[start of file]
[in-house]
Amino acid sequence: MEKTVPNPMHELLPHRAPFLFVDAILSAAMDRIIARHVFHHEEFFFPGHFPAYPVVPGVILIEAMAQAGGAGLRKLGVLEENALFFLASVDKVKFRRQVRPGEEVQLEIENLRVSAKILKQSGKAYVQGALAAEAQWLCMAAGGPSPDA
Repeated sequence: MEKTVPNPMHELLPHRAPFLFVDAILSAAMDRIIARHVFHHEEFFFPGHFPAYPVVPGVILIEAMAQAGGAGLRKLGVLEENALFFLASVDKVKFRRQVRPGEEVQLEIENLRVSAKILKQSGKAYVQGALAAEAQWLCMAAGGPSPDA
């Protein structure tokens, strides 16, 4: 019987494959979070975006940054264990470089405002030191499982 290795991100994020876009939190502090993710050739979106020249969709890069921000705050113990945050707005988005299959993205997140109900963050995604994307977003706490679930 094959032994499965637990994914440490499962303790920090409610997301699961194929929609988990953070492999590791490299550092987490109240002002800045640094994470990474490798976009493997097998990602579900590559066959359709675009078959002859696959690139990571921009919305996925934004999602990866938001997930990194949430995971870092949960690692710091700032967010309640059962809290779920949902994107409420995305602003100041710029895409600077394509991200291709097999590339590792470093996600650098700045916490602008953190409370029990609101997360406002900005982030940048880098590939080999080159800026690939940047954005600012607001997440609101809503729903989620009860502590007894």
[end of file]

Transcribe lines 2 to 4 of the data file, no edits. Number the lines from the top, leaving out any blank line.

Amino acid sequence: MEKTVPNPMHELLPHRAPFLFVDAILSAAMDRIIARHVFHHEEFFFPGHFPAYPVVPGVILIEAMAQAGGAGLRKLGVLEENALFFLASVDKVKFRRQVRPGEEVQLEIENLRVSAKILKQSGKAYVQGALAAEAQWLCMAAGGPSPDA
Repeated sequence: MEKTVPNPMHELLPHRAPFLFVDAILSAAMDRIIARHVFHHEEFFFPGHFPAYPVVPGVILIEAMAQAGGAGLRKLGVLEENALFFLASVDKVKFRRQVRPGEEVQLEIENLRVSAKILKQSGKAYVQGALAAEAQWLCMAAGGPSPDA
């Protein structure tokens, strides 16, 4: 019987494959979070975006940054264990470089405002030191499982 290795991100994020876009939190502090993710050739979106020249969709890069921000705050113990945050707005988005299959993205997140109900963050995604994307977003706490679930 094959032994499965637990994914440490499962303790920090409610997301699961194929929609988990953070492999590791490299550092987490109240002002800045640094994470990474490798976009493997097998990602579900590559066959359709675009078959002859696959690139990571921009919305996925934004999602990866938001997930990194949430995971870092949960690692710091700032967010309640059962809290779920949902994107409420995305602003100041710029895409600077394509991200291709097999590339590792470093996600650098700045916490602008953190409370029990609101997360406002900005982030940048880098590939080999080159800026690939940047954005600012607001997440609101809503729903989620009860502590007894």